Tim McMullen's Missives and Tomes

Tuesday, June 14, 2016

Intolerance Does NOT Breed Tolerance: We need to talk

I and a vast majority of people in this country would choose to defend ourselves and our loved ones by making it impossible for individuals to buy or possess weapons designed for military use. Unfortunately, the absurd misreading of the 2nd Amendment by a 5-4 majority of the Scalia court and the irrational shilling for arms manufacturers by the once reputable National Rifle Association (read their history—they only went crazy a few decades ago when greed, marketing, and outrageous right wing ideologies took hold of their national leadership) has caused the dangerous proliferation of weapons in this country.

I am approaching 70 years of age, and I guarantee that this horrific proliferation of gun deaths and mass murder is a very recent phenomenon that is spiraling exponentially. Rational, civic dialogue and reasonable restraints on access to firearms must occur. Play out in your own mind the actual scenario as espoused by the NRA, congressional Republicans, and Donald Trump. Guns in the hands of every teacher, every administrator, and every student in every school from kindergarten to college; guns in the hands of every employee and every employer on every job; guns in the hands of every driver on the road; guns in the hands of every passenger on every bus, train, or plane; ad infinitum. This will make us SAFER?

It is an absolutely absurd and unworkable vision, foolish in the extreme, yet just this kind of argument is trotted out whenever some horrendous tragedy occurs.

I actually encourage complex analysis, nuanced positions, and civil discourse. Put simply, we shouldn't tar whole cultures, religions, races, or nationalities with the brush of a violent few, yet we have to find ways of limiting or eliminating that violence as best we can.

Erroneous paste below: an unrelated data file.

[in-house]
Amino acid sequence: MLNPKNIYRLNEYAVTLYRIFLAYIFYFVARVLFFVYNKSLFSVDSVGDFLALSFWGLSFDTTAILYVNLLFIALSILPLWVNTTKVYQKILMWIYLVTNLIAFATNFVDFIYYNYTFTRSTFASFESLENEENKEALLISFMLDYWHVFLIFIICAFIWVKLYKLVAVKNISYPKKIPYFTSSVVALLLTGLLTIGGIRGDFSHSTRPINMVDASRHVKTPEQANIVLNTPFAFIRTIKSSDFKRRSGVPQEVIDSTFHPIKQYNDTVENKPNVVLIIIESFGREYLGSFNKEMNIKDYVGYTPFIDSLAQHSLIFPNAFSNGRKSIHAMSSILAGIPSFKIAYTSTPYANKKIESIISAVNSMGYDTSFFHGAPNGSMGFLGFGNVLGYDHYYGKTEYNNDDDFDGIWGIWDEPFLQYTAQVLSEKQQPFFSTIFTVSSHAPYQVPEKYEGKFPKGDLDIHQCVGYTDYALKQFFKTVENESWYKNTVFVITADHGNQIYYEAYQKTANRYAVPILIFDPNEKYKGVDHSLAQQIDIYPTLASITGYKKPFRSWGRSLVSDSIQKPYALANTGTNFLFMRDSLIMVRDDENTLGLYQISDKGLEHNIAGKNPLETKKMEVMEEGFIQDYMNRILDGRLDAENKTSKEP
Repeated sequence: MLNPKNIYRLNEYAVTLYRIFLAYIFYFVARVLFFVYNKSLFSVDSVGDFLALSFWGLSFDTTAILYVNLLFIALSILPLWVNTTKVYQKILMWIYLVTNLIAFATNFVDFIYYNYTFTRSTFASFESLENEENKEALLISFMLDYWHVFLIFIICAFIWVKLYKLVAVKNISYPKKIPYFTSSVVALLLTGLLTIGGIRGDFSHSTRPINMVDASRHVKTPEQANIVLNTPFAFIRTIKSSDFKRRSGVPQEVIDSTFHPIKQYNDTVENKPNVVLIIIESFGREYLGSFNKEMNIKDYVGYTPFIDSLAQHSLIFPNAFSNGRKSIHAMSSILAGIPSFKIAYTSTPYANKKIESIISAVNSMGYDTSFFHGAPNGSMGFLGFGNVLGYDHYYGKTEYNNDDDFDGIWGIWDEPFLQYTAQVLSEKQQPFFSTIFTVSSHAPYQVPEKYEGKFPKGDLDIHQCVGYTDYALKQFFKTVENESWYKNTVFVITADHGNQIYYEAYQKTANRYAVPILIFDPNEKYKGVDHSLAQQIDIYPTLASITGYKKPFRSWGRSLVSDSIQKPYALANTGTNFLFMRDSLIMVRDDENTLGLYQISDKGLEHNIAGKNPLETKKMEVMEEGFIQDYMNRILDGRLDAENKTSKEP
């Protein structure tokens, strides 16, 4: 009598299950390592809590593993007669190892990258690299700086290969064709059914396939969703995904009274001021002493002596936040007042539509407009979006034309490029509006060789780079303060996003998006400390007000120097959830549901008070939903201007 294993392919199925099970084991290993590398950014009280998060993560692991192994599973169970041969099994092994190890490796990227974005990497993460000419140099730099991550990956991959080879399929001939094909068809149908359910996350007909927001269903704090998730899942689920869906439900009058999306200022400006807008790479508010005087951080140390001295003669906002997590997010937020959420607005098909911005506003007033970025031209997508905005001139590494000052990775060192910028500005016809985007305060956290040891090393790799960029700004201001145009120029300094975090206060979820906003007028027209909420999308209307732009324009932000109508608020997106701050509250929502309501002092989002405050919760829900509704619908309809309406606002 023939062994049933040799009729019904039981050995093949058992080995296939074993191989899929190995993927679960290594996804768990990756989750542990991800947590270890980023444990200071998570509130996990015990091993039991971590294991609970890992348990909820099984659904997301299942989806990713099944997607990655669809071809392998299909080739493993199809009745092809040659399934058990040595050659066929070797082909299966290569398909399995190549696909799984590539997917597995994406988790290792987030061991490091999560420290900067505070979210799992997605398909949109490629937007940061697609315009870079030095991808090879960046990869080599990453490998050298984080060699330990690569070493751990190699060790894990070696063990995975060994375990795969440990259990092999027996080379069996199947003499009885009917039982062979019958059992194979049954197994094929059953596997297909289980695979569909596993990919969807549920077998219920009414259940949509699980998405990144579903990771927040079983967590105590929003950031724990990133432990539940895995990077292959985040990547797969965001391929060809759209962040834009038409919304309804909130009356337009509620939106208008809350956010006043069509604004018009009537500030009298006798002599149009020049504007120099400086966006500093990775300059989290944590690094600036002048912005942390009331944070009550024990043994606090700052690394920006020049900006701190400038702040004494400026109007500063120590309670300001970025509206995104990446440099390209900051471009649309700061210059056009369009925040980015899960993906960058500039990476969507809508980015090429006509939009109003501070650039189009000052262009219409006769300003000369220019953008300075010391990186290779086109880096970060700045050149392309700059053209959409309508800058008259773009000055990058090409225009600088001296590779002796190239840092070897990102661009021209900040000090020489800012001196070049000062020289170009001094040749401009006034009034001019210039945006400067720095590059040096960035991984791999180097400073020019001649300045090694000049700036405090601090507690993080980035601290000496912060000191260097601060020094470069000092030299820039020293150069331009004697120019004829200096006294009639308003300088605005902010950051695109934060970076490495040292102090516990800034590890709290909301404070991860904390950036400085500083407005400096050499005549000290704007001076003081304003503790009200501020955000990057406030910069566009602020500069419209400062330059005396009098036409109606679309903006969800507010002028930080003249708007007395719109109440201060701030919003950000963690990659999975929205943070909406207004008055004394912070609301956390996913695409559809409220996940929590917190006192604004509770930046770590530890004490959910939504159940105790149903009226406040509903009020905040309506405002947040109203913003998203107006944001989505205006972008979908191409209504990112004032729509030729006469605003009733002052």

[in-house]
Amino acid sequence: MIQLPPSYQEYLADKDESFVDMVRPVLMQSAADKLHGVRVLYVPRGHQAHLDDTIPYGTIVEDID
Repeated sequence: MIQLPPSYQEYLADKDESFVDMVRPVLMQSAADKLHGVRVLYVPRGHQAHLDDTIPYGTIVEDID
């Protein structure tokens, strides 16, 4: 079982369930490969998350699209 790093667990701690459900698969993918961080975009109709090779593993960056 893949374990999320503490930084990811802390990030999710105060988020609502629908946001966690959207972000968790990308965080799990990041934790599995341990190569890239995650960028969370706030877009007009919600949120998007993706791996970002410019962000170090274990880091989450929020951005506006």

Of course, we will never completely or permanently eliminate violence from any society; still, it seems clear that we have actually done a worse job than many. The proliferation of personal weapons and the increasing deadliness of those arms has certainly not made us safer. Our interventions in the affairs of other countries since WWII have had little to do with "protecting freedom"; in general, they have had much more to do with maintaining or increasing political domination of a region for private profit.

I do find that an alarming number of violent incidents (especially mass murder outside of war), are performed by those who I would characterize as having a fundamentalist point of view—the particular religion is irrelevant. They justify their actions on the grounds of a religious or political view that both encourages and justifies deadly behavior, whether attacking a black church, burning a clinic, killing a doctor, attacking a gay gathering, blowing oneself up in the middle of a crowd, or flying a plane into a building.

Intolerance is at the heart of most of these inhumane acts; a few are simply the work of some tragically unhappy or disgruntled person whose rage at "the other" has overcome his own self-pity, humiliation, loneliness, and emptiness. The problem with intolerance—whether factions, sects, or other “us vs them” groupings—is that intolerance does not breed tolerance. On the other hand, tolerance, in the long run, may actually confront, confound, and convert intolerance. The problem, of course, is that it can take decades, even centuries, to accomplish. Still, although so many of our compatriots do everything that they can to discourage tolerance and encourage intolerance because of their identification with their "team," this country, despite all its historical flaws and contradictions, really has moved slowly toward wider acceptance of others, from Roger William's "Bloody Tenent of Persecution" in the 1600's to our current battle for women's rights, LGBT rights, immigrant rights, et al.

As to the NRA’s advocacy of gun proliferation and Trump’s cheerleading for violence and discrimination, do I think that “good” civilians armed with AR-type rifles or most other weaponry will make us safer? Not on your life or mine. I feel quite certain, both intuitively and intellectually, that more and deadlier guns will make us much less safe; neither do I consider those who purchase these weapons on the pretense of defending or protecting this country to be heroes by any definition.

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